South Korea has authorized jail for Middle East Respiratory Syndrome (MERS) patients who break quarantine, amid a rising toll of 182 confirmed cases and 31 deaths as of Saturday. For a crisis-hit administration, the disease’s longer-term impacts could prove more troubling, however.
On Friday, Seoul stepped up its battle against the deadly virus by tightening quarantine restrictions and imposing tougher penalties on patients who defy anti-infection measures. Under the new law, false testimony to authorities can result in up to two years in prison or $18,000 in fines, while officials gained extra powers to restrict movement of infected patients and shut contaminated facilities.
Seoul’s mayor declared war against MERS following the largest outbreak of the disease outside Saudi Arabia, with more than 15,000 people placed in isolation after coming into contact with MERS patients. The spread of the disease has been blamed on poor infection control and communication failures by the government, with reports of patients defying orders to stay home, including one who traveled to China and later tested positive.Enjoying this article? Click here to subscribe for full access. Just $5 a month.
The nation’s first MERS patient, a 68-year-old man who had traveled to the Middle East, reportedly failed to disclose his itinerary to doctors and infected dozens of people in three hospitals before being confirmed as a MERS victim at the fourth hospital he visited on May 20.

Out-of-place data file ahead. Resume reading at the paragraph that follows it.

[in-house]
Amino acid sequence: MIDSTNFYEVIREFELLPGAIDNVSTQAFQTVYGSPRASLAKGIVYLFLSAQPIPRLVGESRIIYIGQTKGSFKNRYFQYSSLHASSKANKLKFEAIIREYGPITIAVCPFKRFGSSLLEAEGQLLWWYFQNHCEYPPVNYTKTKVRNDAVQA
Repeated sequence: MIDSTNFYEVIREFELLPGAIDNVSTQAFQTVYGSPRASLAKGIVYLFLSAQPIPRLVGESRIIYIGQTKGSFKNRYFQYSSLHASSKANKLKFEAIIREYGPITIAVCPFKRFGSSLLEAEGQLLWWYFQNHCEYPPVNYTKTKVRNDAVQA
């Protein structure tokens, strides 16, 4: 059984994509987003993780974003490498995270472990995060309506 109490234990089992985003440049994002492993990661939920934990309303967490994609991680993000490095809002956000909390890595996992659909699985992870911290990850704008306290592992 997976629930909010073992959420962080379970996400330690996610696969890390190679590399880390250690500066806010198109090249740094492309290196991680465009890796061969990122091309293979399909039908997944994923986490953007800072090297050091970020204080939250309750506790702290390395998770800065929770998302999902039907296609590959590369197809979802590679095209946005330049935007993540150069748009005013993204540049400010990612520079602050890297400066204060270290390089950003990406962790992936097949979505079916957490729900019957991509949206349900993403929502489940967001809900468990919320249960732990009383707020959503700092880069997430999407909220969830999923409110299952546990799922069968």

South Korean Health Minister Moon Hyong-Pyo has apologized for public anxiety over the outbreak, which has led to more than 1,000 schools being temporarily shut and 90 hospitals affected. Public fears have manifested in dwindling patronage of Seoul’s subway network, along with declining audiences at cinemas and public events.
“The MERS virus is understood not to be airborne and is only contracted through close contact. But many people are wearing masks and some schools and kindergartens are canceling classes. That could be seen as the result of the public’s lack of trust and increased anxiety,” disease specialist Lee Dong-hun told ABC News.
South Korea’s outbreak has been blamed on three “superspreaders,” with about one in five of the cases likely to be fatal, according to University of Hong Kong researchers. While South Korea’s fatality rate is currently around 17 percent, the global rate was previously 40 percent, with no known vaccine or treatment for the disease.
Yet according to South Korea’s Ministry of Health and Welfare, nearly all the nation’s fatalities have involved patients with existing conditions such as cancer or diabetes, which were worsened by MERS.
The virus has also exacted an economic toll, with sales at department and discount stores in the first week of June showing double-digit declines compared to the previous two weeks, while consumer sentiment has hit its weakest level since 2012.
South Korean Finance Minister Choi Kyung-hwan has warned that MERS could see economic growth lag below 1 percent in the second quarter and beyond, with the outbreak hitting the economy much harder than last year’s Sewol ferry disaster.
On Thursday, Choi announced a $13 billion stimulus package, including a new supplementary budget, to counteract the effects of MERS and declining exports. The measures included a 10 trillion won Korea Infrastructure Investment Platform, an easing of lending conditions and labor reforms, with plans for a “comprehensive” jobs plan in July.
“We were contemplating a supplementary budget to make up for tax revenue shortfall as global growth had been very weak from the start of the year. Then MERS happened and we had to do it,” Choi told Reuters.
“Part of this [fiscal package] will be to offset an expected shortfall in tax revenue, so the boost to local demand may not be as big as the headlines imply. Still, every little bit helps,” Frederic Neumann, co-head of Asian Economic Research at HSBC, said in a research note.